How has rainforest vegetation adapted to the climate?
Vegetation in the tropical rainforest has adapted to thrive in its hot, wet climate in a range of ways.
The rainforest has four distinct layers of plants with different adaptations. For example, plants in the highest layer (emergent) only have branches at their crown (where the most light reaches them), and plants in the under-canopy have large leaves to absorb as much light as possible to support photosynthesis.
In the tropical rainforest, most trees in the rainforest have wide buttress roots to support them as they grow incredibly tall (over 20-40m in some cases) as there is considerable competition for sunlight. In addition to this roots grow wide rather than deep because nutrients exist in the top layer of soil.
Epiphytes are plants that grow on the surface of another plant. They get their moisture and nutrients from the air, rain, water or debris accumulating around it.
Lianas (vines) grow around trees as they climb to reach sunlight.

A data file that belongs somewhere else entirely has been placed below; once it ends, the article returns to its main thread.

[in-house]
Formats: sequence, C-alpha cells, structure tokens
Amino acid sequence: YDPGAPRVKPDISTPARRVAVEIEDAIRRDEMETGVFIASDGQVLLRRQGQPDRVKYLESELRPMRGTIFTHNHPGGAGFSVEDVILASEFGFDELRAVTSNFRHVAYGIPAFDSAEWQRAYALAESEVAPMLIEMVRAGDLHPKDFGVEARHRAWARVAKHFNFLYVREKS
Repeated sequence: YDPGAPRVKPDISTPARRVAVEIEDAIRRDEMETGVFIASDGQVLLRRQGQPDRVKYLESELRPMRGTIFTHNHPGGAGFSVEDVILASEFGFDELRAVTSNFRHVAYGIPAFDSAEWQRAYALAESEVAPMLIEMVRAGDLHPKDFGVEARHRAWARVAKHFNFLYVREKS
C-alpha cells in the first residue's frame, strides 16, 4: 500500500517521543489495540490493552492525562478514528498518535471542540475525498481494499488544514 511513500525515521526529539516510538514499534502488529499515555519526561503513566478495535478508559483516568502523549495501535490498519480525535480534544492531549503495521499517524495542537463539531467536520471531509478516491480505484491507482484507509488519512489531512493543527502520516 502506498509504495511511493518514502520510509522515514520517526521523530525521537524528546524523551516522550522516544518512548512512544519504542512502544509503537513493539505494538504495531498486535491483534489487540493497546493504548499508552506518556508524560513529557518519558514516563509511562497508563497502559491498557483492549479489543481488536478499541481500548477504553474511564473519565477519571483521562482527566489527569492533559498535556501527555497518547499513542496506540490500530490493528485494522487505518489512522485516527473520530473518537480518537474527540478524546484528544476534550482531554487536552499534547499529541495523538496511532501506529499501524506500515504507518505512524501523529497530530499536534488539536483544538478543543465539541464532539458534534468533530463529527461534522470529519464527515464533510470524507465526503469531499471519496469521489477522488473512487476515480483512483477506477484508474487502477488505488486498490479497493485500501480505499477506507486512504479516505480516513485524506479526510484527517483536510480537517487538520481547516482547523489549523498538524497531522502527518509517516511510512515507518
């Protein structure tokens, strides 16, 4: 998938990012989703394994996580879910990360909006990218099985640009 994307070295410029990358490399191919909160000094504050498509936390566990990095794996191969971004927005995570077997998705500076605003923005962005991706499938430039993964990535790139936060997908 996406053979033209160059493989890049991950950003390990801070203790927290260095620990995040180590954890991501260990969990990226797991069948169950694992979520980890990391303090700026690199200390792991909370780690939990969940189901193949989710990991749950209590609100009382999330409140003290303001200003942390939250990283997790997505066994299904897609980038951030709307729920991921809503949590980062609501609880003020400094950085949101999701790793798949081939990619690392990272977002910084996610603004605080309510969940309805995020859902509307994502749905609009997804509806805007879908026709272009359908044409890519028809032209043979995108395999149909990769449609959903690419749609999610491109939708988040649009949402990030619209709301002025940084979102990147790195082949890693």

Tree bark in the tropical rainforest is typically thin. This is because the temperature throughout the year is typically between 26-28°C. Therefore they do not need protection from the cold.
Plants drop their leaves gradually throughout the year, meaning they can go on growing all year round.
Many trees have smooth, think bark as there is no need to protect the trunk from cold temperatures. The smooth surface also allows water to run off efficiently to the soil so the tree can absorb the water.
Additionally, smooth trunks reduce the risk of epiphytes growing on a tree as they have nothing to attach themselves. This helps protect the tree from the risk of collapse under the weight of epiphytes.
Plants have thick, waxy leaves with pointed tips. The pointed tips (called drip-tips) channel the water to a point, so it runs off – that way the weight of the water doesn’t damage the plant, and there’s no standing water for fungi and bacteria to grow in. The waxy coating of the leaves also helps repel the rain.
Leaf stems are also flexible to allow leaves to move with the sun to maximise photosynthesis.
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